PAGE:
Starting with the basic working conditions, which can best be described as “appalling,” the soldiers and officers always demonstrated an offensive spirit and I was impressed by their determination and stamina, which probably exceeds that of numerous other armed forces on the continent. FARDC is a pack of lions commanded by lions, while “other armies have either lion soldiers commanded by donkey officers or vice versa,” as one scholar Olaf Bachmann likes to say. Not many out there can admire the military job if they can be exposed to the plight of the Congolese soldier who takes his family with him to the battlefront and live in squalor. With documented evidence of going for months without pay, he has to fend for his family and children. A regular pay for an FARDC soldier, though little, could go a long way in preventing him from getting involved in extortions and other bad acts.

Secondly, I sensed excellent professionalism within FARDC’s officers. They were easy to work with and knew what they were doing. They were good in their plans, bold, confident and showed little struggle in working within a multinational set-up. They could be seen providing that excellent leadership in the heat of battle and they kept going despite losing soldiers at the height of the battle against M23.

They motivated their men and fought with aggressive patriotism. This was evident from highest ranks to junior officers. General Lucien Bahuma, Colonel Mamadou Ndala and many commanding officers of various units were all sharp and fine officers. They were leaders. The most tragic thing for a reforming FARDC is that some of them are dead. However, there still remains a good number of highly motivated officers within the FARDC. Hopefully such men will have opportunity to emerge and contribute in the transformation of the army.

With the brassage process, I am aware of the possibility of having a rainbow of characters within FARDC. Some could be extremely good and vice versa. The integration process—or was it in reality an amalgamation process?—might have left the military in a weaker, unstructured and unhealthy standing to effectively deal with some security challenges in the past. However, many militaries around the world have had their own ‘brassages’ at different periods in their history and today they are coherent and unified. If voices of pessimists are louder, there will be little progress in building up the FARDC, which everybody can be proud of.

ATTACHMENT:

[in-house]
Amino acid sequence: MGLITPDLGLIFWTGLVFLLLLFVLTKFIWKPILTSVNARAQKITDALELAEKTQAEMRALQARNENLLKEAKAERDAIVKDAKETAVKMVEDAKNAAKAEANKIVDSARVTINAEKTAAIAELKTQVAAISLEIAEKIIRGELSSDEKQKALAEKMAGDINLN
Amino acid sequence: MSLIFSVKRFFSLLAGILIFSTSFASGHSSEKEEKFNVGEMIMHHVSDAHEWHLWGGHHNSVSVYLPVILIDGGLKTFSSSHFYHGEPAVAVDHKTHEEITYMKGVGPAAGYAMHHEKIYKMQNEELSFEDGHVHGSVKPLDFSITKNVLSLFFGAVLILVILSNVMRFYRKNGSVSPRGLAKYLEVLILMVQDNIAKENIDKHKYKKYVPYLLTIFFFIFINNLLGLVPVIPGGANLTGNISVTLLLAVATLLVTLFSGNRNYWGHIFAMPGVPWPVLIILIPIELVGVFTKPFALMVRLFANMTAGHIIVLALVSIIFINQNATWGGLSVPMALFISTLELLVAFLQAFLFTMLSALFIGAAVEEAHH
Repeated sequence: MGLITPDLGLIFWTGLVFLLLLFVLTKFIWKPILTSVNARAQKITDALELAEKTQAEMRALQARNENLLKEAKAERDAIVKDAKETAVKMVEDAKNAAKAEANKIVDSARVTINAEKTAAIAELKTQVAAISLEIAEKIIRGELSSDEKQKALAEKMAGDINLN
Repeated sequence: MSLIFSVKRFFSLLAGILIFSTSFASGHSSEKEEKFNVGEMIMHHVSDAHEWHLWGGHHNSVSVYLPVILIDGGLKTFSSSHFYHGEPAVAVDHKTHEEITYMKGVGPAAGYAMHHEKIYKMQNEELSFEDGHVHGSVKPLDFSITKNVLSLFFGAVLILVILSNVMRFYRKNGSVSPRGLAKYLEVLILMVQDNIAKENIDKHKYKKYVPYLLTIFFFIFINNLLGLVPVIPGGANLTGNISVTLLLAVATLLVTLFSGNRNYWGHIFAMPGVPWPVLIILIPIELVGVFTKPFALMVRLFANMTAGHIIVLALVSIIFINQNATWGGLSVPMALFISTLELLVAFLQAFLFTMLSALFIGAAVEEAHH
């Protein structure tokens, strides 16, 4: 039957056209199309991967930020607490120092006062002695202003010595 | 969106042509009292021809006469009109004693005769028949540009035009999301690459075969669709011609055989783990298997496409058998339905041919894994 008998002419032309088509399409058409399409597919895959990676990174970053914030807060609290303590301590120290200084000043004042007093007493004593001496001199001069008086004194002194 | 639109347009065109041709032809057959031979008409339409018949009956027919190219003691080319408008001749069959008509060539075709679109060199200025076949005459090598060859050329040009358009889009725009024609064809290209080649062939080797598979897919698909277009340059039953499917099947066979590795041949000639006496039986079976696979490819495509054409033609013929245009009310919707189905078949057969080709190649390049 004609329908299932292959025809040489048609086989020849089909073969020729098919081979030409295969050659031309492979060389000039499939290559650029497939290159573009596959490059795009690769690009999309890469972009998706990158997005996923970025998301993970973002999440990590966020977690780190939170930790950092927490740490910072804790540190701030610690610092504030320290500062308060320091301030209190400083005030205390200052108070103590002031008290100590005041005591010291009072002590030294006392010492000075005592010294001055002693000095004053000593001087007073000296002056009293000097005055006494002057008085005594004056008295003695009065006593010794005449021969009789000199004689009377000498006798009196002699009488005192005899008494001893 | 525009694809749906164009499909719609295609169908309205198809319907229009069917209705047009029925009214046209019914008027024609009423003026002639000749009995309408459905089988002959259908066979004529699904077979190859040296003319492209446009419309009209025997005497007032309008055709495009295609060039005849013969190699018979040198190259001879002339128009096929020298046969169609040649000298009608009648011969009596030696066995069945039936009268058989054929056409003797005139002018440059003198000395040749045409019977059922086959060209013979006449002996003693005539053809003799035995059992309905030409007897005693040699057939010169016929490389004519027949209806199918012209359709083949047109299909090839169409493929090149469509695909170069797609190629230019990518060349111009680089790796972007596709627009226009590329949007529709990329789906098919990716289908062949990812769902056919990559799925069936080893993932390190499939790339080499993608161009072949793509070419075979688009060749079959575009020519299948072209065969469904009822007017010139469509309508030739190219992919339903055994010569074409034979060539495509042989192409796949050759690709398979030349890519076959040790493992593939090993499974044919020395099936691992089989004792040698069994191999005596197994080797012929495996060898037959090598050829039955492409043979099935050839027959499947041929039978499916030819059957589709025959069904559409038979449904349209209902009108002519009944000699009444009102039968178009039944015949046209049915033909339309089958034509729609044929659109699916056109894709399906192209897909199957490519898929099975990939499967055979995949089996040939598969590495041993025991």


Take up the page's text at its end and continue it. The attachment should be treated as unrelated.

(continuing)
Right now, what needs to be done is to rebuild the army from the base. As many observers have said before, human resource management systems must be developed and implemented, administrative and logistic systems created, new training schools and barracks built. The FARDC does not require unsustainable lifelines offered by MONUSCO and other partners for it to function properly in volatile parts like Eastern DRC.

Realization of long-lasting democracy and rule of law in DRC is linked to fundamental rebuilding and transformation of the national army that needs little panel beating with the help of coordinated donor support and political will. This is an army, which despite the odds can send 850 soldiers for peacekeeping in the Central African Republic, which the DRC borders to the north, and go it alone on FDLR when the UN was dilly-dallying recently. Otherwise, the ones who control the army have a bigger role to play. Once they do everything right and without delay, the FARDC will metamorphose into the disciplined and professional force everybody is longing to see.


Benson Linje is the Executive Director for Lilongwe Institute for African Affairs, based in Lilongwe, Malawi. He has served on UN Peacekeeping Missions in Cote d’Ivoire and DRC with Malawi Defence Force contingents, and currently acts as a Researcher & Country Expert (Malawi) on Peacekeeping issues for International Peace Institute (IPI). He can be followed on Twitter @BensonLinje.